The cloth of gold and the sable backs probably were purchased for Margaret's use at her churching, which took place on November 18, 1453, at Westminster. The great ladies of the land were duly summoned to attend: the Duchesses of Bedford, York, Norfolk the elder, Norfolk the younger, Buckingham, Somerset the elder, Somerset the younger, Exeter the elder, Exeter the younger, and Suffolk; the Countesses of Warwick, Arundel, Northumberland, Salisbury, Wiltshire, Shrewsbury the elder, Shrewsbury the young, and Oxford; the Viscountess Bourchier; and the ladies Grey, Ruthin, Roos, Lovel, Cromwell, Berners, Ferrers of Groby, Hastings, Bergavenny, Fitz Waren, Willoughby the younger, Latimer, Fitz Walter, Roos the elder, Botrcaux, and Souch. Many of these ladies would lose husbands and sons to war in the years to come; some, like Margaret herself, would lose both.

Some time before January 19, 1454, Margaret, accompanied by the Duke of Buckingham, brought Edward to his father in hopes of receiving the king's blessing. They met with only the slightest response: "but alle their labour was in veyne, for they departed thene without any answere or countenance savyng only that ones he loked on the Prince and caste doune his eyene ayne, without any more." A year later, however, Henry VI, restored to sanity, had a very different reaction to his son, as reported by Edmund Clere to John Paston on January 9, 1455:

Blessed be God, the King is wel amended, and hath ben syn Cristemesday, and on Seint Jones day comaunded his awmener to ride to Caunterbury with his offryng, and comaunded the secretarie to offre at Seint Edwards.

And on the Moneday after noon the Queen came to him, and brought my Lord Prynce with her. And then he askid what the Princes name was, and the Queen told him Edward; and then he hild up his hands and thankid God therof.


Bale's Chronicle (in Ralph Flenley, ed., Six Town Chronicles of England).

Frederick Devon, ed., Issues of the Exchequer (on Google Books).

James Gairdner, ed., The Paston Letters.

R. A. Griffiths, The Reign of King Henry VI.

Joseph Hunter, Three catalogues; describing the contents of the Red book of the Exchequer (on Google Books).

P. A. Johnson, Duke Richard of York: 1411 - 1460.

Ian Lancashire, Dramatic Texts and Records of Britain: A Chronological Topography to 1558.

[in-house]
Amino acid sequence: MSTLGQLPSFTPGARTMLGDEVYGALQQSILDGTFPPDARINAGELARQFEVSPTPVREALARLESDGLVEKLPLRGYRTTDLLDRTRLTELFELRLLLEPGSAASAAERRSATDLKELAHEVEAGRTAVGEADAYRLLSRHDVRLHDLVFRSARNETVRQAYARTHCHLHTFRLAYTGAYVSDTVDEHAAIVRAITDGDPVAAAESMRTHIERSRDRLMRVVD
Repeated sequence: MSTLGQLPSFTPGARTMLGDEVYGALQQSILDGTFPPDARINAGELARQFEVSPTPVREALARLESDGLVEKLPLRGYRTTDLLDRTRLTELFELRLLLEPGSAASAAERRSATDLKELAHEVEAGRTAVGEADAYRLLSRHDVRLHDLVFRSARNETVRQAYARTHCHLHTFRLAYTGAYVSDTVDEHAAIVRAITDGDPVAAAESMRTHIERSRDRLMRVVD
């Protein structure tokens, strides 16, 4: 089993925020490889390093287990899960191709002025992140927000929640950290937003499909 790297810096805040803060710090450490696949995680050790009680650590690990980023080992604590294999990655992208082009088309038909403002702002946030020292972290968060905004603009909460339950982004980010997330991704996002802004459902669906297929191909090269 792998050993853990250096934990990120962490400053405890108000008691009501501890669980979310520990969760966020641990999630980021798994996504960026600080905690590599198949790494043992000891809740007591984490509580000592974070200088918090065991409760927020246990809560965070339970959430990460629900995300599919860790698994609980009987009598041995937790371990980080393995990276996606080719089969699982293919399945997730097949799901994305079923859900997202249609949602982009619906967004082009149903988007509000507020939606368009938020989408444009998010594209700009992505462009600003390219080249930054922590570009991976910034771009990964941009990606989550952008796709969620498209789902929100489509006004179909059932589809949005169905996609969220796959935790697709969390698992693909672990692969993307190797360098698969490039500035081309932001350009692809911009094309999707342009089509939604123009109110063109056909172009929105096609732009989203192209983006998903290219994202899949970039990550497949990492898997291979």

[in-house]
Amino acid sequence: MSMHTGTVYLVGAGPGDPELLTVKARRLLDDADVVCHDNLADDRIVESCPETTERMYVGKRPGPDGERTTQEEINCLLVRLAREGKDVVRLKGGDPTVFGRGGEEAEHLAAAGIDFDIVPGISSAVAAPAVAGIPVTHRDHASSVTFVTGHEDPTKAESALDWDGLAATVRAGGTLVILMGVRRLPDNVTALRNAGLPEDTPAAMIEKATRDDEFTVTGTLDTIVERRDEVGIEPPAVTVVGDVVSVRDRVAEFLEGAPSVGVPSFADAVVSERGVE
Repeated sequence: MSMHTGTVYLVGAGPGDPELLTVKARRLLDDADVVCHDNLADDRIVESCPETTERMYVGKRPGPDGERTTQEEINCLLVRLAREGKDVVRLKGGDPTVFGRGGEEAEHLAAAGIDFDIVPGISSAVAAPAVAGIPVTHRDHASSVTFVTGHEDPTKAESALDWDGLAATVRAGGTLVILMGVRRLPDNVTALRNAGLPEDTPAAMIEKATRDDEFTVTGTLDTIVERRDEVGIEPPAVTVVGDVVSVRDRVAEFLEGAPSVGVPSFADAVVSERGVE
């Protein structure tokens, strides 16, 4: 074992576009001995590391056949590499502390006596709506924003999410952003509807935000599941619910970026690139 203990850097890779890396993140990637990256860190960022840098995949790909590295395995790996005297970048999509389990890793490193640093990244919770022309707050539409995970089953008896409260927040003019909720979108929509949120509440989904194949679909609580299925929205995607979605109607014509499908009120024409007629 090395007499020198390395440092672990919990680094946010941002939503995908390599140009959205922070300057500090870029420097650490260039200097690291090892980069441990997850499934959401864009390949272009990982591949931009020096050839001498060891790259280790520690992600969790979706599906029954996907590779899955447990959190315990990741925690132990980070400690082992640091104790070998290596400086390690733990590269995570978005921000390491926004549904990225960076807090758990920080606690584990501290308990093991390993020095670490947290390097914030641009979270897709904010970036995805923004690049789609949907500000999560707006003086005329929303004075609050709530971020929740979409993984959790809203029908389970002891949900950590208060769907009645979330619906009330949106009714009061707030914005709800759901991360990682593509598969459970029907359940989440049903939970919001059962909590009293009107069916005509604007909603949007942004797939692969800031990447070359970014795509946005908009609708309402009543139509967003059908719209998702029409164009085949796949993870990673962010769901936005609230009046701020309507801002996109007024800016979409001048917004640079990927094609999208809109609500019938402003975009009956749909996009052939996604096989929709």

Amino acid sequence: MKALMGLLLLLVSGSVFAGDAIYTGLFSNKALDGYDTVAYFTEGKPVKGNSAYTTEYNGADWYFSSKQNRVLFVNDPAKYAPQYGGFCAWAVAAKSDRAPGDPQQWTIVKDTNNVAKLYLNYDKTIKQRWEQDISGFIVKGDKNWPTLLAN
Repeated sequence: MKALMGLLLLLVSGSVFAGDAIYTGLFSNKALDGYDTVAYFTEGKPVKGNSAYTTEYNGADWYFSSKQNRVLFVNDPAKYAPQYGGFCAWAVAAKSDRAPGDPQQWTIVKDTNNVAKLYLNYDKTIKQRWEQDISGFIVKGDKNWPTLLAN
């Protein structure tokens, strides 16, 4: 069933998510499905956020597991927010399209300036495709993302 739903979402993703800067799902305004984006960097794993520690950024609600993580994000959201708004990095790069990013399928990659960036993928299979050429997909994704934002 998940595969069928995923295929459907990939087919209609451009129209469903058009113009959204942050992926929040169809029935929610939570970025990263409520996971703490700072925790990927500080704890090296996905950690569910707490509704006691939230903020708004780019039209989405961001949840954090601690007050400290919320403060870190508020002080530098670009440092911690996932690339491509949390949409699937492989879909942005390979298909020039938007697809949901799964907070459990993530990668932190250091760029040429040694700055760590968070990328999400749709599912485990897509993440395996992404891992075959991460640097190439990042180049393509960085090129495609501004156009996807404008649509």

J. L. Laynesmith, The Last Medieval Queens.

Helen Maurer, Margaret of Anjou: Queenship and Power in Late Medieval England.

Bertram Wolffe, Henry VI.

Monday, October 11, 2010

Letters from Koeur to Portugal: 1464

Here are two letters written from Margaret of Anjou's court in exile in December 1464: one by John Fortescue, the other by Edward of Lancaster. Fortescue, Henry VI's chancellor in exile, was about sixty-seven when he wrote his letter and was living in Margaret's household at Koeur Castle, near St Mihiel in the duchy of Bar. Edward of Lancaster, born on October 13, 1453, had recently turned eleven at the time he wrote his letter, and likely had some help in composing it. (Note the rather endearing boast at the end: "Writen at seynt mychacl, in bare, w' myn awn hand, that ye may se how gode a wrytare I ame.") The letters were addressed to John Butler, the sixth Earl of Ormond, the younger brother of James Butler, first Earl of Wiltshire and fifth Earl of Ormond. (James Butler had been captured and executed after the Battle of Towton.) John Butler was then in exile in Portugal, and Margaret was hoping to gain aid from its king, Alfonso V.

As Fortescue's letter notes, Margaret of Anjou and Edward of Lancaster each wrote letters to the King of Portugal, though no one in Margaret's court could remember the king's name! Edward's letter to the king, written in Latin, survives and can be found in Thomas, Lord Clermont's The Works of Sir John Fortescue (available on the Internet Archive).

Fortescue's letter to John Butler gives a poignant picture of the poverty of Margaret of Anjou's court in exile. 1464 had been a particularly bad year for Margaret's cause: in May, the Lancastrians had been defeated at the Battle of Hexham, after which Henry Beaufort, Duke of Somerset, and thirty others had been executed. (The Duke of Somerset and his brother referred to in the letter below are Edmund Beaufort and John Beaufort, Henry Beaufort's younger brothers, who were to meet their own deaths at Tewkesbury in 1471). Henry VI himself was a fugitive, who would be captured the following year and imprisoned in the Tower.

Ironically, unlike young Edward of Lancaster and many of the other men named by Fortescue in his letter, both John Fortescue and John Butler were to survive the Lancastrian defeat in 1471. John Butler was pardoned by Edward IV and restored to his earldom; he is said to have died before June 15, 1477, on pilgrimage to the Holy Land. Fortescue was put to work by Edward IV writing the Declaration upon certayn wrytinges sent oute of Scotteland ayenst the kynges title to the roialme of Englond, a refutation of his prior pro-Lancastrian works, and died in 1479, having reached his early eighties.

Probably none of the letters made it to Ormond in Portugal, but were intercepted on the way, as they ended up in the French archives, thereby justifying John Fortescue's worries about whether Butler could make it safety to Koeur. The letters can be found in Clermont's Works of John Fortescue, volume I, pp. 22-28, and in Mrs. Everett Green's "Original Documents Preserved in the National Library at Paris" in the Archaeological Journal, Volume 7 (1850), available on Google Books. I have taken the letters from the Archaeological Journal


Letter Of Sir John Fortescue, Addressed — To The Right Worshipfull And Singulerly Belovid Lord, The Erle Of Ormond. (Biblioth. Nationale, Paris, Baluze MS., 9047, 7, art. 175, Holograph.)